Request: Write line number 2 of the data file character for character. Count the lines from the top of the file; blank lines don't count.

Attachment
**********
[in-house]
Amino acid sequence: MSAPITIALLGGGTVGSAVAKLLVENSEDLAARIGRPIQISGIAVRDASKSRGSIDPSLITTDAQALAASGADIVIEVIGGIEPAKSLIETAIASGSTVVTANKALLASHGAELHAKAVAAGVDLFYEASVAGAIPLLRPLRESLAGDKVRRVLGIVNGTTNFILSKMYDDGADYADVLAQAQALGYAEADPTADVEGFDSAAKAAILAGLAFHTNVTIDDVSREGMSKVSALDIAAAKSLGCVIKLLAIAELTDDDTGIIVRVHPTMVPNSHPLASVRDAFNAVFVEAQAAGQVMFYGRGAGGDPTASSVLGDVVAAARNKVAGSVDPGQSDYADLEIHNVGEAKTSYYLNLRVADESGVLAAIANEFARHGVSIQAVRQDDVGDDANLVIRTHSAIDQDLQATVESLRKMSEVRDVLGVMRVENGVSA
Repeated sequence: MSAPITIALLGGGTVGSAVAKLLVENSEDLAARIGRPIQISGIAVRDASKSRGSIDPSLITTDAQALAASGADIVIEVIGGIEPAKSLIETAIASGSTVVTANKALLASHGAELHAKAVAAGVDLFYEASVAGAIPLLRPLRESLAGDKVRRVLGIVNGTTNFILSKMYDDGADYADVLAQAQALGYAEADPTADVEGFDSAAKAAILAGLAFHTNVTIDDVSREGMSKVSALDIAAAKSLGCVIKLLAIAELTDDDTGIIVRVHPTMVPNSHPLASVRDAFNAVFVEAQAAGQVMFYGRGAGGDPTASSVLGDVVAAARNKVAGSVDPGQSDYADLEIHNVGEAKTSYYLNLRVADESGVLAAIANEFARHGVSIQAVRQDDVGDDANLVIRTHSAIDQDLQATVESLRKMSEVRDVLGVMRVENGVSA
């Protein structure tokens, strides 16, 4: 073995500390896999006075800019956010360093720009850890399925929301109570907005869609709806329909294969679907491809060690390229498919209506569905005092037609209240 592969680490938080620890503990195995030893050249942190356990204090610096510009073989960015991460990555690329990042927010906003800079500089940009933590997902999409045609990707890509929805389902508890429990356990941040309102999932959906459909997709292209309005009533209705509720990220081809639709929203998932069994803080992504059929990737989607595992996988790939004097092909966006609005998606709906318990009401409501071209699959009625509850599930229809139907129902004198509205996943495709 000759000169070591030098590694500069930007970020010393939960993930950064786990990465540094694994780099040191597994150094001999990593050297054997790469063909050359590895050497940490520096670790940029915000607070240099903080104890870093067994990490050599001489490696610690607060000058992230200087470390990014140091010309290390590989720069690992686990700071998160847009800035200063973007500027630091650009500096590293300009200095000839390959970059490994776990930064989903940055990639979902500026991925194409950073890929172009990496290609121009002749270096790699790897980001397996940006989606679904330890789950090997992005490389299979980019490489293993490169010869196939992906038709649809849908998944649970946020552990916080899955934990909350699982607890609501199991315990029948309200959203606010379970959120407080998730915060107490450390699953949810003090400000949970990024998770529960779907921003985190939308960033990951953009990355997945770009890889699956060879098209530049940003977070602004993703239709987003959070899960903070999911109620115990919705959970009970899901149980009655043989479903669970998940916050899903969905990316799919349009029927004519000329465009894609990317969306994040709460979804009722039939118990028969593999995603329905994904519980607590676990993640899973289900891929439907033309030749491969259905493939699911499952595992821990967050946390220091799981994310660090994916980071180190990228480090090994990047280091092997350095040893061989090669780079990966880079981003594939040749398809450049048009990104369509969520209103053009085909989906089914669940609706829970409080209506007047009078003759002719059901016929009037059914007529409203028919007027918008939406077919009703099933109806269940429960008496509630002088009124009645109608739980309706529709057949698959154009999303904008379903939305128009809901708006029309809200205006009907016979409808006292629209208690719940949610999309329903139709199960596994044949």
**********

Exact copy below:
Amino acid sequence: MSAPITIALLGGGTVGSAVAKLLVENSEDLAARIGRPIQISGIAVRDASKSRGSIDPSLITTDAQALAASGADIVIEVIGGIEPAKSLIETAIASGSTVVTANKALLASHGAELHAKAVAAGVDLFYEASVAGAIPLLRPLRESLAGDKVRRVLGIVNGTTNFILSKMYDDGADYADVLAQAQALGYAEADPTADVEGFDSAAKAAILAGLAFHTNVTIDDVSREGMSKVSALDIAAAKSLGCVIKLLAIAELTDDDTGIIVRVHPTMVPNSHPLASVRDAFNAVFVEAQAAGQVMFYGRGAGGDPTASSVLGDVVAAARNKVAGSVDPGQSDYADLEIHNVGEAKTSYYLNLRVADESGVLAAIANEFARHGVSIQAVRQDDVGDDANLVIRTHSAIDQDLQATVESLRKMSEVRDVLGVMRVENGVSA